Optimal Arrangement and Rearrangement of Objects on Shelves to Minimize Robot Retrieval Cost

22 Dec, 2023

Optimal Arrangement and Rearrangement of Objects on Shelves to Minimize Robot Retrieval Cost

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Ken Goldberg is a professor and the William S. Floyd Jr. Distinguished Chair in Engineering at UC Berkeley, a co-founder and chief scientist at robotics parcel sorting startup Ambidextrous and a fellow at IEEE. Along with Lawrence Yunlian Chen and Huang Huang, Ken Goldberg was published by IEEE Transactions on Automation Science and Engineering (Early Access) with their findings on "Optimal Arrangement and Rearrangement of Objects on Shelves to Minimize Robot Retrieval Cost."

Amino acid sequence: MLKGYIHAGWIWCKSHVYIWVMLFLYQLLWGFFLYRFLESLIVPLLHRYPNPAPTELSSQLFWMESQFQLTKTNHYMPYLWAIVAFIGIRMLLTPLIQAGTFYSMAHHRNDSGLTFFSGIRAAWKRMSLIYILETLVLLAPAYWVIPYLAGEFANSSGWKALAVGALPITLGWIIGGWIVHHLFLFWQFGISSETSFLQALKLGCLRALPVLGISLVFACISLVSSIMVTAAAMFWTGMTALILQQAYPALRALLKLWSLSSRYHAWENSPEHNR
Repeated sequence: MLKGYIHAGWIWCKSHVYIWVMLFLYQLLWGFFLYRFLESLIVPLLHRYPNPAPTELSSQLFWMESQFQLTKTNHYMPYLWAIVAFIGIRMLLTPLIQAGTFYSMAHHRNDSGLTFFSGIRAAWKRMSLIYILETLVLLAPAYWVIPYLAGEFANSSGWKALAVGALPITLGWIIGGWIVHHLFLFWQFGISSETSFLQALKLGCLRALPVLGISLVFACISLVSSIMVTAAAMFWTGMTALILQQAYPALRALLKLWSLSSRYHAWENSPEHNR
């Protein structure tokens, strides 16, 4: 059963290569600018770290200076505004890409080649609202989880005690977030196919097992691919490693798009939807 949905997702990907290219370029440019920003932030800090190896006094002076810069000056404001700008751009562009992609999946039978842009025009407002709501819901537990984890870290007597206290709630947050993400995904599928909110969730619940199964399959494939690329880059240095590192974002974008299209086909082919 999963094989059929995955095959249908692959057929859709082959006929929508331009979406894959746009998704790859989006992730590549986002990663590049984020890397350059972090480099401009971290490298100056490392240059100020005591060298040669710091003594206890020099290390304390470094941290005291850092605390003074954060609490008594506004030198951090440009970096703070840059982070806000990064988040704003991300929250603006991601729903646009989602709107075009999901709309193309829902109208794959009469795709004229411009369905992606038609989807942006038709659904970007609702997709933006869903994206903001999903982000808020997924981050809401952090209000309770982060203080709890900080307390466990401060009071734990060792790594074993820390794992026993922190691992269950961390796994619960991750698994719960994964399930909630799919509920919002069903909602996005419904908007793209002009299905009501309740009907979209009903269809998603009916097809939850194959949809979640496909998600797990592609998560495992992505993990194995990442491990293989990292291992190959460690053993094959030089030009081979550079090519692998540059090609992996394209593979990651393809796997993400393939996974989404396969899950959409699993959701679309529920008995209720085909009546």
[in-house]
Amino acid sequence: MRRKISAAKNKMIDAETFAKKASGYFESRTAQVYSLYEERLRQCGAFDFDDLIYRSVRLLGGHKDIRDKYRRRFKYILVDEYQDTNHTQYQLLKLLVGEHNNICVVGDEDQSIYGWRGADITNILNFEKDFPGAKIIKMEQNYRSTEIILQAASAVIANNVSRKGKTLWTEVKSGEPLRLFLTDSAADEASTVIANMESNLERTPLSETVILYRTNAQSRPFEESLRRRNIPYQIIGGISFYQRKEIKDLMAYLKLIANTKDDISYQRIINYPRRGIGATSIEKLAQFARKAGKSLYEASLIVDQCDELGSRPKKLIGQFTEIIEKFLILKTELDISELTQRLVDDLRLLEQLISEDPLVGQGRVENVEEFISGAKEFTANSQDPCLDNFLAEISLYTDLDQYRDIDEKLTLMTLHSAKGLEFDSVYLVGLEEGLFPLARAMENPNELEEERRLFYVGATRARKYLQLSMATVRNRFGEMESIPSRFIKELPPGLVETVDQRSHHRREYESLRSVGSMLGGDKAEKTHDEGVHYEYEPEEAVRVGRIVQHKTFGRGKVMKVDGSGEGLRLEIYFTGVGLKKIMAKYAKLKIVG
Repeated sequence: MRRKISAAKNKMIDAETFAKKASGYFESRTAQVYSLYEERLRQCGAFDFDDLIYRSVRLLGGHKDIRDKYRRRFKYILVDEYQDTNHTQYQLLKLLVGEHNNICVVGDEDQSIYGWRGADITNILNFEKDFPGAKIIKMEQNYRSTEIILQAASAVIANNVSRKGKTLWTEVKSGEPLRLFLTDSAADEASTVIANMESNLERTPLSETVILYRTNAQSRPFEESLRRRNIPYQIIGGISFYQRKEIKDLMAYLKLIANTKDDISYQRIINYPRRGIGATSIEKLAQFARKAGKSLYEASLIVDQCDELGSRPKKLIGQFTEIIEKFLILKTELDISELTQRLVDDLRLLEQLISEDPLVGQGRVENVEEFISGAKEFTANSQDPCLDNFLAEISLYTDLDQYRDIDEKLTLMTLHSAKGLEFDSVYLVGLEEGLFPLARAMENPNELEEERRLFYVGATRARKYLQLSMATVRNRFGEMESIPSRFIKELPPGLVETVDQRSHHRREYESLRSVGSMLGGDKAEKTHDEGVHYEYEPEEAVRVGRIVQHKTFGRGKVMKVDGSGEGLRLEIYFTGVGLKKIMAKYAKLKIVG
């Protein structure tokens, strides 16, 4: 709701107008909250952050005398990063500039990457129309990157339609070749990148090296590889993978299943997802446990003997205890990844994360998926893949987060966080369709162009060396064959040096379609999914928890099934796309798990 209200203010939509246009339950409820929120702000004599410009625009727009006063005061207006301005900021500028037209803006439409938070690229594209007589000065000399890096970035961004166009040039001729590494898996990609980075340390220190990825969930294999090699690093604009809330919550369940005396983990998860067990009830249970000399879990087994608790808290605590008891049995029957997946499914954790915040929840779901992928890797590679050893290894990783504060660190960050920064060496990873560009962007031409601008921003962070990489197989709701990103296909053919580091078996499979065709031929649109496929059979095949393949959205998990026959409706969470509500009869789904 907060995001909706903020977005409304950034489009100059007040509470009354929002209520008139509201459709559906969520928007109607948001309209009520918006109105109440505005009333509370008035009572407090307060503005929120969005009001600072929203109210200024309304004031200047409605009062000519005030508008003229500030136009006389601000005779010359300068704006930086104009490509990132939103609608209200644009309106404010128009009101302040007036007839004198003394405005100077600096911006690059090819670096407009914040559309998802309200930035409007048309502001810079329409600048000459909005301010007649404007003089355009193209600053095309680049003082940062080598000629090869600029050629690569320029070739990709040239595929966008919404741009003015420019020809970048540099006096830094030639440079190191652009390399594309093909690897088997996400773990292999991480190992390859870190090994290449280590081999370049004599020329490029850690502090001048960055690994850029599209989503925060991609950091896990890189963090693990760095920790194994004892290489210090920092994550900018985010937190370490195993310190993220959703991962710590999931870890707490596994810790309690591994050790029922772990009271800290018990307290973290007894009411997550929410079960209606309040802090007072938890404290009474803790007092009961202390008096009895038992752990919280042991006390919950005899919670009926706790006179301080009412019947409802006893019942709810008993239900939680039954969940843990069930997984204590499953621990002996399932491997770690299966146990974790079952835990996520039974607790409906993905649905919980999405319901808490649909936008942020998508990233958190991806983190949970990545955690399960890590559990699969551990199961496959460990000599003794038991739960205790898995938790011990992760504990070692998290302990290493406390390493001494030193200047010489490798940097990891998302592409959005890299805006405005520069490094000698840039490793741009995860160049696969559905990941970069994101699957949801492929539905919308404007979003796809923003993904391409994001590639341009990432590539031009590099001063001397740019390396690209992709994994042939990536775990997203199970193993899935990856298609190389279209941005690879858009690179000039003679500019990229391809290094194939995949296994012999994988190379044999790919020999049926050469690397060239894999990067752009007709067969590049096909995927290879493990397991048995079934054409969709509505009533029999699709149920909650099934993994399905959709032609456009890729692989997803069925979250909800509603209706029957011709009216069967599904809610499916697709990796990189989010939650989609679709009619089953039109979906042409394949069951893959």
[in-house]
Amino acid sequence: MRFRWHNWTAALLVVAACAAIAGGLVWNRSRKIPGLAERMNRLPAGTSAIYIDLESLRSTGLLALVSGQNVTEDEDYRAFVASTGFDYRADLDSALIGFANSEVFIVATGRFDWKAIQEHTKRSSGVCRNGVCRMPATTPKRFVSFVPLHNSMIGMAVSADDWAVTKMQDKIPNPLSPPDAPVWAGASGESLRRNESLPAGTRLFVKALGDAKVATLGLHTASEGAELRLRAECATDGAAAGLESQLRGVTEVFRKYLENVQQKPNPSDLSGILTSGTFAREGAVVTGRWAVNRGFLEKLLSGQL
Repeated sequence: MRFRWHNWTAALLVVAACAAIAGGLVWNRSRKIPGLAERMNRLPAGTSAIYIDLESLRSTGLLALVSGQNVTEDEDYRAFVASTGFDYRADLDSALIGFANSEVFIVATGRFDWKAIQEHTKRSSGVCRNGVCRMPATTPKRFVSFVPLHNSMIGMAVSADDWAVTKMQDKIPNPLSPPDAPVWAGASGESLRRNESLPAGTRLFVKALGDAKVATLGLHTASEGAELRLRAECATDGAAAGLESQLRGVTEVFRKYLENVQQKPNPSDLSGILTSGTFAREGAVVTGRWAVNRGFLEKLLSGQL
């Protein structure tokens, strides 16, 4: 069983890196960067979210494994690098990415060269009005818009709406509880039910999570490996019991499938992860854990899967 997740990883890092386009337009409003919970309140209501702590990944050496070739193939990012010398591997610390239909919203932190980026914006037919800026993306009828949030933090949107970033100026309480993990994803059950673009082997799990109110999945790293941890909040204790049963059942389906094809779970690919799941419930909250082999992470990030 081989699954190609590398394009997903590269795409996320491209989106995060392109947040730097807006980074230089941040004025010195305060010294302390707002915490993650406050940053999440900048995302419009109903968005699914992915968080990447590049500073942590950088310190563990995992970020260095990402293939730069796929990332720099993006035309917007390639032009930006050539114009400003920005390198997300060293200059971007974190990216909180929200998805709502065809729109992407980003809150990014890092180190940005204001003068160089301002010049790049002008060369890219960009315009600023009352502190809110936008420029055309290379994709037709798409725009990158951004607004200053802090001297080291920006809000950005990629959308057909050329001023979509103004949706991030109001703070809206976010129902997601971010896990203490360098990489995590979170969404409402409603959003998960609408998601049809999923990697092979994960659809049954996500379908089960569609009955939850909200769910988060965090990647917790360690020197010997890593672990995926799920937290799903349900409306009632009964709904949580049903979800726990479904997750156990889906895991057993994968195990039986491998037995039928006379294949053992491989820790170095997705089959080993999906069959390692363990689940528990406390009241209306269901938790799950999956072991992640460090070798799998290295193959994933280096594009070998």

From residential homes to commercial outlets and industrial warehouses, shelves are widely used to store a variety of objects. We conjecture that optimizing object arrangements can significantly improve the efficiency of searching and retrieving target objects for robots and automation systems. We formalize the Optimal Shelf Arrangement (OSA) problem, which, given a set of objects’ access frequencies and movement costs, optimizes their placement on a shelf to minimize access time. We present, a mixed-integer program (MIP), show that it finds an optimal solution for OSA under certain conditions, and provide bounds on its suboptimality in general cost settings. We further present -Stack, which extends the setting to environments that allow object stacking. Additionally, we consider improving a given suboptimal object arrangement through efficient rearrangement. Experiment results from over 2,700 simulated shelf trials and 54 physical trials using a Fetch robot equipped with a suction grasping tool and pushing blade suggest that an optimal arrangement can reduce the expected retrieval cost by 60–80% in fully-observed configurations and reduce the expected search cost by 50–70% while increasing the search success rate by up to 2x in partially-observed configurations. Note to Practitioners —While there is a large literature on task and motion planning that studies how to rearrange objects from one arrangement to another, there is little research on what an ideal “target” arrangement should be. This article demonstrates that an optimal arrangement of objects makes searching and retrieving objects on shelves significantly easier. We present the Optimal Shelf Arrangement (OSA) problem and algorithms to solve it. Although we assume access to a robot that can push and use a vacuum suction cup gripper, practitioners can adapt the OSA model to their own hardware and shelf constraints and objectives. Also, the algorithms for improving existing shelf arrangements can be applied ...

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